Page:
Age of the steam train as hundreds marvel at Tornado through Cumbria
By Pamela McGowan
It was the first time in half a century that a steam locomotive had pulled a scheduled main line service in Britain - and it was on the iconic Settle to Carlisle railway where history was made.
The Peppercorn class A1 steam locomotive, Tornado, set off from Appleby on Valentine's Day morning - an apt occasion for the romance of steam to make its return to the county's tracks.
Because it was a regular service, passengers could travel for no extra cost - prompting hundreds of steam train enthusiasts from across the UK to descend on Appleby for the historic journey.
Carving its way through spectacular snow-capped scenery - from the Eden Valley, over the famous Ribblehead Viaduct across to Skipton - Tornado's journey was the first time in 50 years that a steam train had replaced a regular passenger service.
The initiative, organised by Northern Rail, Network Rail and the Friends of Settle and Carlisle, runs until Thursday with two return journeys each day between Appleby and Skipton.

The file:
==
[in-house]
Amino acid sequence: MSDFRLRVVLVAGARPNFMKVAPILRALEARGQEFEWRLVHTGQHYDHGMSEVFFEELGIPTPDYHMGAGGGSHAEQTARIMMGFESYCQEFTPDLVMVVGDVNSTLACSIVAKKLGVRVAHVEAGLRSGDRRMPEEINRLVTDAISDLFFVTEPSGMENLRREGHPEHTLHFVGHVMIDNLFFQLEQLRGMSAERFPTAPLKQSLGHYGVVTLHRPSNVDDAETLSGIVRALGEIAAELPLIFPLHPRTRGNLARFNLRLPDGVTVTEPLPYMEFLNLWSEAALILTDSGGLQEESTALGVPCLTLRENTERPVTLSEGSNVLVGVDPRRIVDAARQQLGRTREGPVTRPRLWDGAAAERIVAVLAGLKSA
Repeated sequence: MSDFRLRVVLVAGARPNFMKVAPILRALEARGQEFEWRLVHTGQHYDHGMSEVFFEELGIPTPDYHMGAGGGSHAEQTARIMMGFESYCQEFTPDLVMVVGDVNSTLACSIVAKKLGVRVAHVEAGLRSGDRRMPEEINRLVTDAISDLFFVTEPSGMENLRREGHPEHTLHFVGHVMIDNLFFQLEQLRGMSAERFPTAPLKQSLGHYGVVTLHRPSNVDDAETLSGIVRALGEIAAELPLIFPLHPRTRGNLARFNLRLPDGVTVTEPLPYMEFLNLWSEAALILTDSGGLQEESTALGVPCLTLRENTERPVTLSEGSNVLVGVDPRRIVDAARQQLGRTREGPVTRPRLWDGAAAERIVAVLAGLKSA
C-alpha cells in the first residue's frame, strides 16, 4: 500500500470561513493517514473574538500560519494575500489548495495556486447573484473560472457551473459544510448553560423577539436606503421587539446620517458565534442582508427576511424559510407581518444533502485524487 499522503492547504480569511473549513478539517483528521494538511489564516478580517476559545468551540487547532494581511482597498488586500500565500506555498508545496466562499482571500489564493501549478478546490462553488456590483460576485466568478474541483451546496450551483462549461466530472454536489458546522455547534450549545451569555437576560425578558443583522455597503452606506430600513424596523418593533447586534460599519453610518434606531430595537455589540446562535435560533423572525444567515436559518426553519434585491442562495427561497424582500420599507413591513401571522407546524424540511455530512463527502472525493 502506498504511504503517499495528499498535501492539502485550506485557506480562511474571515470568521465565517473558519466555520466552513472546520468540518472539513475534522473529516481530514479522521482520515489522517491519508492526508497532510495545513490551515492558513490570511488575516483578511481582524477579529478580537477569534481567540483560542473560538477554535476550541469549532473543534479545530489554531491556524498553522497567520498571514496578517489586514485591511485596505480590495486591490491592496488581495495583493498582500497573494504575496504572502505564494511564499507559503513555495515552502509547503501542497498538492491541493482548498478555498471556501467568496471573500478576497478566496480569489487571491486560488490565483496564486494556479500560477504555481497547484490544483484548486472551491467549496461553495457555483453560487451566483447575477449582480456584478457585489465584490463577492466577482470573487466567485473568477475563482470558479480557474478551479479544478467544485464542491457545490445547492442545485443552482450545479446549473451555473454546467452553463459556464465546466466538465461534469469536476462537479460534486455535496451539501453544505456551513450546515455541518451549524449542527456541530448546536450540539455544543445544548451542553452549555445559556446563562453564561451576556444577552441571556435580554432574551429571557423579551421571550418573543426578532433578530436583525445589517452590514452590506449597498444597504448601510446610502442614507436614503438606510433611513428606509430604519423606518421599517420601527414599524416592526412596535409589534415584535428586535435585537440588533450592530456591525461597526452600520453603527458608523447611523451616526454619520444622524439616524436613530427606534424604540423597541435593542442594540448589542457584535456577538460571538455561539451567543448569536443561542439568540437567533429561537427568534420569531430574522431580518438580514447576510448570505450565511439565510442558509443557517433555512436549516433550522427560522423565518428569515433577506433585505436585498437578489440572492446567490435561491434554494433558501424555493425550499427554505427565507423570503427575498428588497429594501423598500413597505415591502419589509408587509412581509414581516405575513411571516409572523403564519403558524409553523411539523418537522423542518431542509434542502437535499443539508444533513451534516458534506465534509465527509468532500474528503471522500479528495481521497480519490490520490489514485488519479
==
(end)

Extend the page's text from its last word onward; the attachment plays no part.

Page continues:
The first service left Appleby at 8.25am yesterday. Rail enthusiasts snapped up almost all the reserved seats, around half of the 500 seats on each journey, with others queuing for the remaining unsold unreserved tickets.
Paul Barnfield, regional director at Northern Railway, said: "It is great to see so many people supporting this historic venture.
"We always knew that the first timetabled steam services in the UK for 50 years would be extremely popular, but the demand for tickets has been phenomenal."
British Transport Police (BTP) officers are patrolling the route to ensure enthusiasts can enjoy the spectacle from a safe vantage point.
Inspector Neil Hubbs, from BTP, said: "The railway is a hazardous environment. We urge people to use safe vantage points to view and take pictures of the train, stay clear of the line and not to risk their lives and the lives of others by trespassing on the tracks."